What Are the Health Benefits of Massage?
Many types of massage offer benefits beyond simple relaxation. Here are just a few of the health problems that may benefit from massage.
Back pain: More than one study has shown the effectiveness of massage therapy for back pain. In fact, one 2003 study showed it worked better than acupuncture or spinal modification for persistent low back pain — reducing the need for painkillers by 36%.
Headache: Another type of pain — headache — also responds to massage therapy, as shown by more than one study. Massage therapy can reduce the number of migraines a person has and also improve sleep.
Stiff or Sore Muscles: Study shows that kneading muscles after hard exercise decreases inflammation and helps your muscles recover. Massage after exercise help relieve soreness, and help muscles become fitter faster.
Anxiety: A review of more than 12 studies shows that massage helps relieve depression and anxiety. It lowered levels of cortisol by up to 50%. And massage increased levels of neurotransmitters that help reduce depression.
The most common type of massage is Swedish massage therapy. It involves soft, long, kneading strokes, as well as light, rhythmic, tapping strokes, on topmost layers of muscles. This is also combined with movement of the joints. By relieving muscle tension, Swedish therapy can be both relaxing and energizing. And it may even help after an injury.
Deep Tissue Massage
Deep tissue massage is best for giving attention to certain painful, stiff “trouble spots” in your body. The massage therapist uses slow, deliberate strokes that focus pressure on layers of muscles, tendons, or other tissues deep under your skin. Though less rhythmic than other types of massage, deep tissue massage can be quite therapeutic — relieving chronic patterns of tension and helping with muscle injuries, such as back sprain.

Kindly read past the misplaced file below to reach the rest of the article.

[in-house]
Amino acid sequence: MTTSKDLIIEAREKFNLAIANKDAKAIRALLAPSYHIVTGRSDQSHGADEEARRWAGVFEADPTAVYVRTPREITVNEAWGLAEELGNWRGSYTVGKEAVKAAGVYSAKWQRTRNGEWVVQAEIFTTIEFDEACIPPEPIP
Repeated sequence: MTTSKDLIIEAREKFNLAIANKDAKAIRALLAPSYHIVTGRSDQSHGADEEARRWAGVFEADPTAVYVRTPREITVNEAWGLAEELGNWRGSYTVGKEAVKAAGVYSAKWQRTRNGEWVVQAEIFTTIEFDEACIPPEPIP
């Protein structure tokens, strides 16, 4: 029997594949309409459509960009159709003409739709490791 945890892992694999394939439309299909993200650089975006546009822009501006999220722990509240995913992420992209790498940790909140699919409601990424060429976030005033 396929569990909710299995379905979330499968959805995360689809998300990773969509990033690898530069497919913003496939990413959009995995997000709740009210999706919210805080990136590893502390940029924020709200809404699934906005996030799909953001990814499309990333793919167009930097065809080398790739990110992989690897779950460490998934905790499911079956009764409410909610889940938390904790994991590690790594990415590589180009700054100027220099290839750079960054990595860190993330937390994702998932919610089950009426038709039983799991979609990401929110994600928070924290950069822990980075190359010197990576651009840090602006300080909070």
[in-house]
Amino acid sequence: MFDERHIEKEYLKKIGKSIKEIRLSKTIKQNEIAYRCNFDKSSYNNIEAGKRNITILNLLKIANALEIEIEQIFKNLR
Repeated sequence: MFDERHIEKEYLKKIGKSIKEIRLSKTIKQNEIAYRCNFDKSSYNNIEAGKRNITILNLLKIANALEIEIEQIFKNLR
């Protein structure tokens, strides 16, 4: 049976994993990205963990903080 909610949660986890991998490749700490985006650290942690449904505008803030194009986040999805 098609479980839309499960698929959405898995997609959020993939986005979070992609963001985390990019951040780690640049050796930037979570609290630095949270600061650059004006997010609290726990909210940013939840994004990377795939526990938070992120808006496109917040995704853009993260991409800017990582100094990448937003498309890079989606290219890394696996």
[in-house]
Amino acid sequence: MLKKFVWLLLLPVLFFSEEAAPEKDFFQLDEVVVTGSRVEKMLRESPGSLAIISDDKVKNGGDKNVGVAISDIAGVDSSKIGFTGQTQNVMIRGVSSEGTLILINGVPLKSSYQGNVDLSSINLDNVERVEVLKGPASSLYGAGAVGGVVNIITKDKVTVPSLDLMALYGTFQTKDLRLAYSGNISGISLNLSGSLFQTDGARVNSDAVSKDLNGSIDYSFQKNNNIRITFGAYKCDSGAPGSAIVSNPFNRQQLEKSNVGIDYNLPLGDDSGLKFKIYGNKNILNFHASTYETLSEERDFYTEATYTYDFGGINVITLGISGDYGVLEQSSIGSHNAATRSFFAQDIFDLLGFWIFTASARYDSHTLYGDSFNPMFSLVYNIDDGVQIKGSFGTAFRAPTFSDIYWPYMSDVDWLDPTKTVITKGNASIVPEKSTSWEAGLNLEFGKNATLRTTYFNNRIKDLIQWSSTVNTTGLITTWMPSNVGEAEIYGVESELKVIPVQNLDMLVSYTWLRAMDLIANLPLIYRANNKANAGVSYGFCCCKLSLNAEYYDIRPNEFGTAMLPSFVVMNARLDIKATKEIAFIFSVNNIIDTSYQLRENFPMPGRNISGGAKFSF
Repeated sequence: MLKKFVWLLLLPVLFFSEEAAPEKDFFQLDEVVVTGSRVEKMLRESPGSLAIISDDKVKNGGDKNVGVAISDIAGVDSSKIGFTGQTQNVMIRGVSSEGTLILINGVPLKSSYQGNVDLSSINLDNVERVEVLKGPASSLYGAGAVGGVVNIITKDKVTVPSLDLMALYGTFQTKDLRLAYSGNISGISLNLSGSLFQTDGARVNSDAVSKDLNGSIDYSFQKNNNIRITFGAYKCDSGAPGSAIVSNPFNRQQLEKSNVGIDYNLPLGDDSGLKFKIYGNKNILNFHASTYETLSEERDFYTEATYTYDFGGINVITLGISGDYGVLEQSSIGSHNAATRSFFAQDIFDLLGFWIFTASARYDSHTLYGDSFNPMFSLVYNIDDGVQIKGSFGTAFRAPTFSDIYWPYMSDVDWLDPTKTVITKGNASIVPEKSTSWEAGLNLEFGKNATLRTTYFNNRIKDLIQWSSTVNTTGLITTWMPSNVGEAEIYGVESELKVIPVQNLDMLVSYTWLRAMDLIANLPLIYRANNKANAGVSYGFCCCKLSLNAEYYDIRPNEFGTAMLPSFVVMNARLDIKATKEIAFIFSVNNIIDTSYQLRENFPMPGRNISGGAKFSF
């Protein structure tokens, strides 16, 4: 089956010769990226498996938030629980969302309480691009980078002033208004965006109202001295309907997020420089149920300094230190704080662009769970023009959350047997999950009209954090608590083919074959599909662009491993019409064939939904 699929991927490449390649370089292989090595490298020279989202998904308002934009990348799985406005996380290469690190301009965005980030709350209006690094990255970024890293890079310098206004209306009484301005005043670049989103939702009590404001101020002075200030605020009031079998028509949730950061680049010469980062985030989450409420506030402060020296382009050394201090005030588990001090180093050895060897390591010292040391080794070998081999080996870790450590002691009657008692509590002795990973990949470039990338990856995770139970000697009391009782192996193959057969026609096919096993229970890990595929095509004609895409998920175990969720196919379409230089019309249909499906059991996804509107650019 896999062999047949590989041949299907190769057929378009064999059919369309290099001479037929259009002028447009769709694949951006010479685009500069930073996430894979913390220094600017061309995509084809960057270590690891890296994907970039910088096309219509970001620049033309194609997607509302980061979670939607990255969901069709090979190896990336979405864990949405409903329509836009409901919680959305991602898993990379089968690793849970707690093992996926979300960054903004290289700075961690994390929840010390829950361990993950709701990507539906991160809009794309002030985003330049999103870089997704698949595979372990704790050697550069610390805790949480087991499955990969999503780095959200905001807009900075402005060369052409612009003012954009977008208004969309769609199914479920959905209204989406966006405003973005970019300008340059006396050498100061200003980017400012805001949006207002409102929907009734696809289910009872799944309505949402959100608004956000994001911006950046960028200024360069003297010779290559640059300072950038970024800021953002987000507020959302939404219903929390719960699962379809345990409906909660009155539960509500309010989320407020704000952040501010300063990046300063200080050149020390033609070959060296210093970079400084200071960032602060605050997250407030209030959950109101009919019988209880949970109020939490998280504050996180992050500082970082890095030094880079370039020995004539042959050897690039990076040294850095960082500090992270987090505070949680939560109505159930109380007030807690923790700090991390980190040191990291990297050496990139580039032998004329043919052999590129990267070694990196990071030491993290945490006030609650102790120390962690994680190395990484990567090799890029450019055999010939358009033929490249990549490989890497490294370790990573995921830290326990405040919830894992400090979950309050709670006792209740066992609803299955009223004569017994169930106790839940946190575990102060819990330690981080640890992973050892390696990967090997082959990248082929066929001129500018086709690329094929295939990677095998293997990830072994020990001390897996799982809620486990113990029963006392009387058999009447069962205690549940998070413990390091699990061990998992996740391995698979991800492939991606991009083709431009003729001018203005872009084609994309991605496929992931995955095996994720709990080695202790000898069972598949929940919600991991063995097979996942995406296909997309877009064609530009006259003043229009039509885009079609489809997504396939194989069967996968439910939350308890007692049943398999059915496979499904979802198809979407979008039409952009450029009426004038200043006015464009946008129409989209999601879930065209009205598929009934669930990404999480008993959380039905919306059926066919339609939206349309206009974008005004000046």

Developed to help with muscle systems used for a particular sport, sports massage uses a variety of approaches to help athletes in training — before, during, or after sports events. You might use it to promote flexibility and help prevent injuries. Or, it may help muscle strains, aiding healing after a sports injury.
Trigger point massage therapy is specifically designed to alleviate the source of the pain through cycles of isolated pressure and release. In this type of massage for trigger point therapy, the recipient actively participates through deep breathing as well as identifying the exact location and intensity of the discomfort.
The results and benefits of trigger point massage are releasing constricted areas in the muscles thus alleviating pain. You can experience a significant decrease in pain after just one treatment. Receiving massage with trigger point therapy on a regular basis can help naturally manage pain and stress from chronic injuries.
Ever gone to a county fair, music festival, or conference and envied other people getting chair massages? Passed by the chair massage section in an airport? Or, maybe you’re lucky enough to work at a company that offers 15- to 20-minute massages as a regular benefit. Onsite, chair massages are done while you’re seated fully clothed in a portable, specially designed chair. They usually involve a massage of your neck, shoulders, back, arms, and hands.
Outcome-based massage in which the primary application of a specific treatment is targeted to the specific problem(s) that the patient presents with a diagnosis.